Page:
The start of the Fall season indicates a new time of year. From back to school time and hunting seasons, to the start of the hustle of bustle of the pending Holiday season. This time of year also starts new trends for the claims season as well—an increase in potentially subjective workers compensation claim filings.
Now it is true that subjective claims can happen anytime, but over the years I always notice that this time of year is when a lot of adjusters see increases in what we call “Monday morning claims.” Those claims being filed or brought to the attention to the employer on a Monday.
Always Question a Monday Morning Injury
Unless there is a very objective trauma involved, I always question an injury that was filed on a Monday. Especially true when the workers are off on weekends. Don’t get me wrong, I can identify with the reasoning that if you were indeed injured in some sort of capacity the prior week, it is not unreasonable to adopt the “Wait and see if it gets better” attitude. On the same notion, I also know that if a person is really injured, they are going to want medical treatment sooner rather than later.
Adjusters are also very busy come this time of year. Claim reviews, Policy renewals, increased file counts, and their own personal business that they tend to outside of work (Remember–claims professionals have families too). But that should not mean that adjusters are not giving your injury files proper attention and their due diligence for investigations and decisions on compensability.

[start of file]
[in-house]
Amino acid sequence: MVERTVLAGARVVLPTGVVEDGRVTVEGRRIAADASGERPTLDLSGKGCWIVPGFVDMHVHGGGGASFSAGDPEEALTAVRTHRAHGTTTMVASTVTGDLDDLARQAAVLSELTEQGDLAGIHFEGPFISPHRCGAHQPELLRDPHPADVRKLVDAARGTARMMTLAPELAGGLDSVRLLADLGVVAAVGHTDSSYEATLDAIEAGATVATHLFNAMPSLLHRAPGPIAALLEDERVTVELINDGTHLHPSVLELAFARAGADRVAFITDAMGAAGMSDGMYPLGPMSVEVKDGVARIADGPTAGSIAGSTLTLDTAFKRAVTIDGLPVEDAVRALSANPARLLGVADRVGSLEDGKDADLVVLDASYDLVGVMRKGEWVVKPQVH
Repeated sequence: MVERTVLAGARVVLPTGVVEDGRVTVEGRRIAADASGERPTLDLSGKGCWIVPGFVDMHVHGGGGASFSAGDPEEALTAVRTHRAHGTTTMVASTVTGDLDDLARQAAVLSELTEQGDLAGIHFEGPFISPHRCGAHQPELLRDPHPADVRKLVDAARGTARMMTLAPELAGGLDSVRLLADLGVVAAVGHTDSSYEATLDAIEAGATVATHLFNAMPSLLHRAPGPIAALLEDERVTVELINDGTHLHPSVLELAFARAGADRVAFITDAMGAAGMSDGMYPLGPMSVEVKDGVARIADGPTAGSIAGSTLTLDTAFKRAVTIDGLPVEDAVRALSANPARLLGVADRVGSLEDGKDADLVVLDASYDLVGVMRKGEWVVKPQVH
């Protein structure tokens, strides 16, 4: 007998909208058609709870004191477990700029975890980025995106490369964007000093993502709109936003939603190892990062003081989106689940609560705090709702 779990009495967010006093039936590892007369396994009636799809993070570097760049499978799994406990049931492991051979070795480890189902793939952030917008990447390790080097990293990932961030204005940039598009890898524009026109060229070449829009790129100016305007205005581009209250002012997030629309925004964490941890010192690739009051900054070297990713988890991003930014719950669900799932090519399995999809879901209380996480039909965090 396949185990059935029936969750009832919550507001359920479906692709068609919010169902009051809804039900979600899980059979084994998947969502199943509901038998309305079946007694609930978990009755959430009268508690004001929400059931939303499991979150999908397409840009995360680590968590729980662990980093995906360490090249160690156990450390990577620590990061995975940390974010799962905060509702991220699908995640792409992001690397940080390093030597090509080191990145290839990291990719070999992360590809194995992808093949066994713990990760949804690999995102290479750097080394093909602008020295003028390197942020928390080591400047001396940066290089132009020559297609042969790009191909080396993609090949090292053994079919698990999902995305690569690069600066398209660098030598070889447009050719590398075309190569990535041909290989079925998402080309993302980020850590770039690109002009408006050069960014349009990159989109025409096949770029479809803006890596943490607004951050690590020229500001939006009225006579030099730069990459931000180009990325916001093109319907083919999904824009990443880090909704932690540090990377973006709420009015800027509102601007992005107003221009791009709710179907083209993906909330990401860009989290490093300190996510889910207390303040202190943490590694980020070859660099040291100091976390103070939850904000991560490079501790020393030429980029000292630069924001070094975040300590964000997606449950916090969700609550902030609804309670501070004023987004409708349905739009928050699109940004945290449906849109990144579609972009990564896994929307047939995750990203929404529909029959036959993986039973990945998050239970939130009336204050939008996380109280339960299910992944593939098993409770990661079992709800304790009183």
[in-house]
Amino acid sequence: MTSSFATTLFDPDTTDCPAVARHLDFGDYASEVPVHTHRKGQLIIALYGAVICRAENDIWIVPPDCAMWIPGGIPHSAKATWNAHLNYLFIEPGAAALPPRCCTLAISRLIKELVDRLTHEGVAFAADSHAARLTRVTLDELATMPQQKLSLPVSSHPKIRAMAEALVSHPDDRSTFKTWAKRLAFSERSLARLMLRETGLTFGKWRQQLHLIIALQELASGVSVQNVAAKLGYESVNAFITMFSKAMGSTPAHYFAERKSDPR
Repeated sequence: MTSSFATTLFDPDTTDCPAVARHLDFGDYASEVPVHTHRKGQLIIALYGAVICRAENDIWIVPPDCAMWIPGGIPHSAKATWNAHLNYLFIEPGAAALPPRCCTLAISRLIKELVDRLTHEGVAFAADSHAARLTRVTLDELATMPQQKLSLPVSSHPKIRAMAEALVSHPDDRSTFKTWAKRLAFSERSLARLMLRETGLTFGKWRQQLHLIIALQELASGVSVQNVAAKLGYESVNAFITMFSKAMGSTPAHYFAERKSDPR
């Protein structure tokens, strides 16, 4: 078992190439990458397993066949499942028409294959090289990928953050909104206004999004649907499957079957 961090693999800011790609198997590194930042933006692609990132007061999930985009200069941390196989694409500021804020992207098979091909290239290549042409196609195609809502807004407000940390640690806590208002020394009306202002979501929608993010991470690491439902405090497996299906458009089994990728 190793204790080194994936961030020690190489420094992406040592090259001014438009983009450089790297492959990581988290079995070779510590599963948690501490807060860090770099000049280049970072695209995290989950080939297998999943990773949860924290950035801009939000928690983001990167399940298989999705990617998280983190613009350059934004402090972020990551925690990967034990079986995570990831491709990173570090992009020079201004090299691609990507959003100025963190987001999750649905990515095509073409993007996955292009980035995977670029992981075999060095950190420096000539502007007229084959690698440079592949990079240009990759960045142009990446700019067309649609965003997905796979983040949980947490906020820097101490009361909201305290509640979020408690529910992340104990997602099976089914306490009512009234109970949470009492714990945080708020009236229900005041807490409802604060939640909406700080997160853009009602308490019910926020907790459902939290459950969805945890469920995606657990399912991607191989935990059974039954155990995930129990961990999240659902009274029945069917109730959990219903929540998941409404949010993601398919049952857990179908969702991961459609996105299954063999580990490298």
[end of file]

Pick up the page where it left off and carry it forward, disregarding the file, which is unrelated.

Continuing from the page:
Here are some warning signs to look for and some pointers to make sure your adjuster has all of the information they need to make a good decisions on the compensability of Monday morning claims:
The onset and nature of the injury.
As you gather the facts on your injured worker, be sure to address how and when the injury occurred. Did the worker cite a very specific incident, or was it a gradual onset that worsened over time? If it was gradual, how long ago did the symptoms start? Did the pain stay in the same location, or is it moving around into extremities? Is it worse now after some rest or is it feeling better?
Did any other workers witness anything or did the worker mention anything to their supervisor?
This may be the most important factor in determining the compensability of this claim. Was the worker working with another coworker when the injury occurred? If so, or if the worker claims they told so-and-so they felt a little tweak in their back, be sure to follow up and talk with that witness now, and not later. The more time that goes by, the less likely that witness will remember anything pertinent to the claim investigation.
If the injured worker states they told their manager or supervisor about the injury, again you have to follow up with that person right away. More importantly, if that supervisor was advised of a potential injury, why were you—the injury contact at the employer—not advised about this injury right away so your paperwork/investigation/medical treatment decision be completed?
Does the injury allegation pair up with the type of work the injured worker does?